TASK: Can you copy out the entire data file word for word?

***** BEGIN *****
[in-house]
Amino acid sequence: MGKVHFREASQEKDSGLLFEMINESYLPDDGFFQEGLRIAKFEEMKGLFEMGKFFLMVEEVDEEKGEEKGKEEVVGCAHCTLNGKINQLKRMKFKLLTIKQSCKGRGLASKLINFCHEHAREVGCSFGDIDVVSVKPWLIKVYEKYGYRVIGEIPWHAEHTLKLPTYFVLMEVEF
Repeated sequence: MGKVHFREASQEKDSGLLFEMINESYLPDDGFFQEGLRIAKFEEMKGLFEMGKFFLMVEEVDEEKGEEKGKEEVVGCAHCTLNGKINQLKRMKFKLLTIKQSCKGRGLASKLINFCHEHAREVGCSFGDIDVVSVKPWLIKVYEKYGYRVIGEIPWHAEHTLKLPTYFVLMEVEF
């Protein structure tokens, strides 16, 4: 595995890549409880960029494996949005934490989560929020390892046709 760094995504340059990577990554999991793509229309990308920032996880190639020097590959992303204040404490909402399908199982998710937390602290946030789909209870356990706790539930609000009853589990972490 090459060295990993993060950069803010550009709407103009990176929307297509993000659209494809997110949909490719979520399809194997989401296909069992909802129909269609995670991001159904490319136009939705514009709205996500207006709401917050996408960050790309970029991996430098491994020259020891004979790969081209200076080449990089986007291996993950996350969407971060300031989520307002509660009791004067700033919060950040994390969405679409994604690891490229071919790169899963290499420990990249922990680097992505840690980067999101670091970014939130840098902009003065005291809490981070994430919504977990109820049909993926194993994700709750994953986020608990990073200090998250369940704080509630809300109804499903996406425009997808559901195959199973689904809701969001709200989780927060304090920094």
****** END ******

[in-house]
Amino acid sequence: MGKVHFREASQEKDSGLLFEMINESYLPDDGFFQEGLRIAKFEEMKGLFEMGKFFLMVEEVDEEKGEEKGKEEVVGCAHCTLNGKINQLKRMKFKLLTIKQSCKGRGLASKLINFCHEHAREVGCSFGDIDVVSVKPWLIKVYEKYGYRVIGEIPWHAEHTLKLPTYFVLMEVEF
Repeated sequence: MGKVHFREASQEKDSGLLFEMINESYLPDDGFFQEGLRIAKFEEMKGLFEMGKFFLMVEEVDEEKGEEKGKEEVVGCAHCTLNGKINQLKRMKFKLLTIKQSCKGRGLASKLINFCHEHAREVGCSFGDIDVVSVKPWLIKVYEKYGYRVIGEIPWHAEHTLKLPTYFVLMEVEF
């Protein structure tokens, strides 16, 4: 595995890549409880960029494996949005934490989560929020390892046709 760094995504340059990577990554999991793509229309990308920032996880190639020097590959992303204040404490909402399908199982998710937390602290946030789909209870356990706790539930609000009853589990972490 090459060295990993993060950069803010550009709407103009990176929307297509993000659209494809997110949909490719979520399809194997989401296909069992909802129909269609995670991001159904490319136009939705514009709205996500207006709401917050996408960050790309970029991996430098491994020259020891004979790969081209200076080449990089986007291996993950996350969407971060300031989520307002509660009791004067700033919060950040994390969405679409994604690891490229071919790169899963290499420990990249922990680097992505840690980067999101670091970014939130840098902009003065005291809490981070994430919504977990109820049909993926194993994700709750994953986020608990990073200090998250369940704080509630809300109804499903996406425009997808559901195959199973689904809701969001709200989780927060304090920094």